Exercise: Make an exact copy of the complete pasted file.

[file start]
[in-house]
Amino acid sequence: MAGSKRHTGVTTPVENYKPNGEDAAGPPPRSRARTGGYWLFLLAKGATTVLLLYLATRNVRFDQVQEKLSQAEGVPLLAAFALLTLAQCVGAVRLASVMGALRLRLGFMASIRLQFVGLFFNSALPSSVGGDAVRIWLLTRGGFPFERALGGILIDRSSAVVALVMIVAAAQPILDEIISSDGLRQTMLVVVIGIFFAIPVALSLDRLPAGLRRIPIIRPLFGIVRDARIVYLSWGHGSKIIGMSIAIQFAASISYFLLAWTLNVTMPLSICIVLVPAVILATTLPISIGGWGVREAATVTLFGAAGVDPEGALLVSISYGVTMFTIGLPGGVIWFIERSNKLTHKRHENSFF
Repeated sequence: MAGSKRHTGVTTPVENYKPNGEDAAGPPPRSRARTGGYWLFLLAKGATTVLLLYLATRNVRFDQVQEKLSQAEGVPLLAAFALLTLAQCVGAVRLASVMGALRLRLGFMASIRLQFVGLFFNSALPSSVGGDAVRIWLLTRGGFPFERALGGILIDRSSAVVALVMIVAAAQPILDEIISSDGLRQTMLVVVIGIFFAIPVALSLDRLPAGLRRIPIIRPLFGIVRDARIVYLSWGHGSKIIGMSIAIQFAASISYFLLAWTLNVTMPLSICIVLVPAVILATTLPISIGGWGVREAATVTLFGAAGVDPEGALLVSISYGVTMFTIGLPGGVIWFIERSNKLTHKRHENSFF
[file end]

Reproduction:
[in-house]
Amino acid sequence: MAGSKRHTGVTTPVENYKPNGEDAAGPPPRSRARTGGYWLFLLAKGATTVLLLYLATRNVRFDQVQEKLSQAEGVPLLAAFALLTLAQCVGAVRLASVMGALRLRLGFMASIRLQFVGLFFNSALPSSVGGDAVRIWLLTRGGFPFERALGGILIDRSSAVVALVMIVAAAQPILDEIISSDGLRQTMLVVVIGIFFAIPVALSLDRLPAGLRRIPIIRPLFGIVRDARIVYLSWGHGSKIIGMSIAIQFAASISYFLLAWTLNVTMPLSICIVLVPAVILATTLPISIGGWGVREAATVTLFGAAGVDPEGALLVSISYGVTMFTIGLPGGVIWFIERSNKLTHKRHENSFF
Repeated sequence: MAGSKRHTGVTTPVENYKPNGEDAAGPPPRSRARTGGYWLFLLAKGATTVLLLYLATRNVRFDQVQEKLSQAEGVPLLAAFALLTLAQCVGAVRLASVMGALRLRLGFMASIRLQFVGLFFNSALPSSVGGDAVRIWLLTRGGFPFERALGGILIDRSSAVVALVMIVAAAQPILDEIISSDGLRQTMLVVVIGIFFAIPVALSLDRLPAGLRRIPIIRPLFGIVRDARIVYLSWGHGSKIIGMSIAIQFAASISYFLLAWTLNVTMPLSICIVLVPAVILATTLPISIGGWGVREAATVTLFGAAGVDPEGALLVSISYGVTMFTIGLPGGVIWFIERSNKLTHKRHENSFF